[Sebestyen's Words by Heart], like life itself for Afro-Americans in the post-Bakke 1970s, is an anguish-provoking experience in backward time travel. Its sincerity is unquestionable, its eloquence seductive—but its message is even more regressive than the many setbacks from the gains of the '60s that blacks have suffered in this Second Reconstruction.
Appropriately, Words by Heart is set during the closing years of the First Reconstruction. In 1910, we travel with Lena, a 12-year-old memory whiz, and her family on a journey from hope to despair….
The most puzzling and distressing aspect of Lena's character development is that she begins as a proud fighter and ends as a model of meek Christian forbearance, exactly, as Claudie observes with resignation, like her saintly father. The Bible contains, along with everything else, counsel for both modes of behavior, making Lena's transformation from sword-wielder to cross-bearer especially difficult for this reader to accept. She has learned her verses under Papa Ben's tutelage, of course, but early in the book, to his reminder that "'The Lord commanded, Thou shalt not kill,'" she responds quickly, "But Papa, in the very next chapter Moses says anybody that smited a man and killed him shall surely die."How Lena comes to learn Papa's favorite verses and not her own "by heart," in view of all the evils that beset her family, is unaccountable. One...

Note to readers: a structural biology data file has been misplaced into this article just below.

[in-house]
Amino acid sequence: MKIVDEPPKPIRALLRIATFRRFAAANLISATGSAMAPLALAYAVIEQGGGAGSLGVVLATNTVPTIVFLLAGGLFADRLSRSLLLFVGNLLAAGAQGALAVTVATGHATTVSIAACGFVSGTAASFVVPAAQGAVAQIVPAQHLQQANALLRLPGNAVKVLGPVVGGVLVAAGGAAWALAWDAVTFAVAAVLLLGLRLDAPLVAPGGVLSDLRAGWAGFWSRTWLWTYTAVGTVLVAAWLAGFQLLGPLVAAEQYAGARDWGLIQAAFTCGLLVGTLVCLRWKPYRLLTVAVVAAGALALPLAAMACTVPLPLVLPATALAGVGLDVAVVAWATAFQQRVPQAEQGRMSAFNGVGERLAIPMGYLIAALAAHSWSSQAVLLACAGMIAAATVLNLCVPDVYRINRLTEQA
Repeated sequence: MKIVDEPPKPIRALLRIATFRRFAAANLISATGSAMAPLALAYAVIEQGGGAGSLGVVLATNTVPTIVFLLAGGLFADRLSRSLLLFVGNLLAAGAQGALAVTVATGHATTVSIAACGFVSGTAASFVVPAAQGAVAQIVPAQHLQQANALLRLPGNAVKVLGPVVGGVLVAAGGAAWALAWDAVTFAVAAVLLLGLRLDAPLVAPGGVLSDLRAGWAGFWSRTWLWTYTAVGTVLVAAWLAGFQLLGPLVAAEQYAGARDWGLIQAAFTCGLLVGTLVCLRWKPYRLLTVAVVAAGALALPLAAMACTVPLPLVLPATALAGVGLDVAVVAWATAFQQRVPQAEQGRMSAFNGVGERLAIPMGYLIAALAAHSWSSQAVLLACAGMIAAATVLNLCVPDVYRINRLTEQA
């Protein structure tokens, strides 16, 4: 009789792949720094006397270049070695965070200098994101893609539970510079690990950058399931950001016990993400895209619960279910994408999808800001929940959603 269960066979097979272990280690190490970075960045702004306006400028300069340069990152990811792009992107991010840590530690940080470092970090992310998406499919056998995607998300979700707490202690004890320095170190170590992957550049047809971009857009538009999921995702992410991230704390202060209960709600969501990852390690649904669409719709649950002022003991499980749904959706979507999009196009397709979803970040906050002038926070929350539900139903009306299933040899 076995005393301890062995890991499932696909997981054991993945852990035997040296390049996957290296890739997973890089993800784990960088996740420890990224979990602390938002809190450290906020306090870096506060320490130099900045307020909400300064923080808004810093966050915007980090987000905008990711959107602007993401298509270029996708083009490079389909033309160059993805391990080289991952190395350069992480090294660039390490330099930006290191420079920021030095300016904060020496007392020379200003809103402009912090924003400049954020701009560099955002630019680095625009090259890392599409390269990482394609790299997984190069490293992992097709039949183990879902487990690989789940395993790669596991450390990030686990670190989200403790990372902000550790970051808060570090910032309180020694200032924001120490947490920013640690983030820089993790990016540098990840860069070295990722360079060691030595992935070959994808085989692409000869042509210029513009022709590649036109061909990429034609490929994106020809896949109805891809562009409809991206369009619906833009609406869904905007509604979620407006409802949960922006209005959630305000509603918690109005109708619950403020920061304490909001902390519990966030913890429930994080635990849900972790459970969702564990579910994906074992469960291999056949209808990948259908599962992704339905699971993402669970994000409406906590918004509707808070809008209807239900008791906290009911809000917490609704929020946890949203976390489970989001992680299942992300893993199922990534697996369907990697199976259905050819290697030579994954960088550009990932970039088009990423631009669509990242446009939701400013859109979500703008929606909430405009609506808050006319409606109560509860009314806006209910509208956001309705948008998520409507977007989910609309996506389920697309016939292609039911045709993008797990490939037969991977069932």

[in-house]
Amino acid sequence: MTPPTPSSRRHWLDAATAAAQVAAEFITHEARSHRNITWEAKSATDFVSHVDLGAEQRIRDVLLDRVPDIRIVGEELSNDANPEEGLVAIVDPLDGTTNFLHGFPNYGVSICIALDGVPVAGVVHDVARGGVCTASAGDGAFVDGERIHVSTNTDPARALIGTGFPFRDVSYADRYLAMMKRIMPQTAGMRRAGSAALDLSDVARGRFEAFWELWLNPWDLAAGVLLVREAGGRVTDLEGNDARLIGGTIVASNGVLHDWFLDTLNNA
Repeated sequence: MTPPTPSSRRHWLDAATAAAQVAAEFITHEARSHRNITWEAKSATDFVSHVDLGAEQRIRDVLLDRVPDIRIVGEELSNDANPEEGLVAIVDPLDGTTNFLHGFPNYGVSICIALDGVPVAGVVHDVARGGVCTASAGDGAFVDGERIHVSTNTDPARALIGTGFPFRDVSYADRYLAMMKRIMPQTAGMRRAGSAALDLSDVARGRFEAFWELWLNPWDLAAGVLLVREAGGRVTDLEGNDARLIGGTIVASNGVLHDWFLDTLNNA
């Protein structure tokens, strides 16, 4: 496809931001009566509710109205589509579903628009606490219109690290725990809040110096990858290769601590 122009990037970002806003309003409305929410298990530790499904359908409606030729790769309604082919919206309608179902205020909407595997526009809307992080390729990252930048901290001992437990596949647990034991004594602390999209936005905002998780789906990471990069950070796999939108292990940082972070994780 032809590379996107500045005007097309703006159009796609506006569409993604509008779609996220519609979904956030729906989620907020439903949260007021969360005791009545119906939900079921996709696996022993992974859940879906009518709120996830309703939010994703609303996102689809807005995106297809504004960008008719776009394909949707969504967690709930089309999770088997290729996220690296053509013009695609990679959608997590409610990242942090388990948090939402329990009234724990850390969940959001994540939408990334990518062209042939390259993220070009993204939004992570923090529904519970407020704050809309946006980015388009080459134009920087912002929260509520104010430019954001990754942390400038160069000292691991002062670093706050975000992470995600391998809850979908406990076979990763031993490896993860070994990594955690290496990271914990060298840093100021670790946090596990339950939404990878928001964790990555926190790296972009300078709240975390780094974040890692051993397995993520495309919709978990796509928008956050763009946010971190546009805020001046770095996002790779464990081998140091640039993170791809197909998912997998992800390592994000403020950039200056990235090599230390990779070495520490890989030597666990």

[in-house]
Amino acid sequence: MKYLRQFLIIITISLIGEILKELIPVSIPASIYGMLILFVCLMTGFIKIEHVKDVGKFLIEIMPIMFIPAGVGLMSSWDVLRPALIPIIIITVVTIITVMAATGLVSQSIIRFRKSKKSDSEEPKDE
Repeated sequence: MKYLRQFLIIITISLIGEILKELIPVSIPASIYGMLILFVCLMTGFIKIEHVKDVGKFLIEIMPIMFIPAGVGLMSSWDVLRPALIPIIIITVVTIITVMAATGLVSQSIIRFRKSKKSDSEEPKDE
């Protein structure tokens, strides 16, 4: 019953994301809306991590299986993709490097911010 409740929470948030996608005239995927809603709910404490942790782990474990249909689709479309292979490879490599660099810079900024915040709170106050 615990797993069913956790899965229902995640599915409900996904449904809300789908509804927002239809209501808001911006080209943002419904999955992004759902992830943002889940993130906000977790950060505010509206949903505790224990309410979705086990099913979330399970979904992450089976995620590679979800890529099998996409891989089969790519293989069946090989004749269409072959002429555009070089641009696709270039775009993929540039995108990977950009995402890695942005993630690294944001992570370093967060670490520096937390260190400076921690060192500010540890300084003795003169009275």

(The entire section is 458 words.)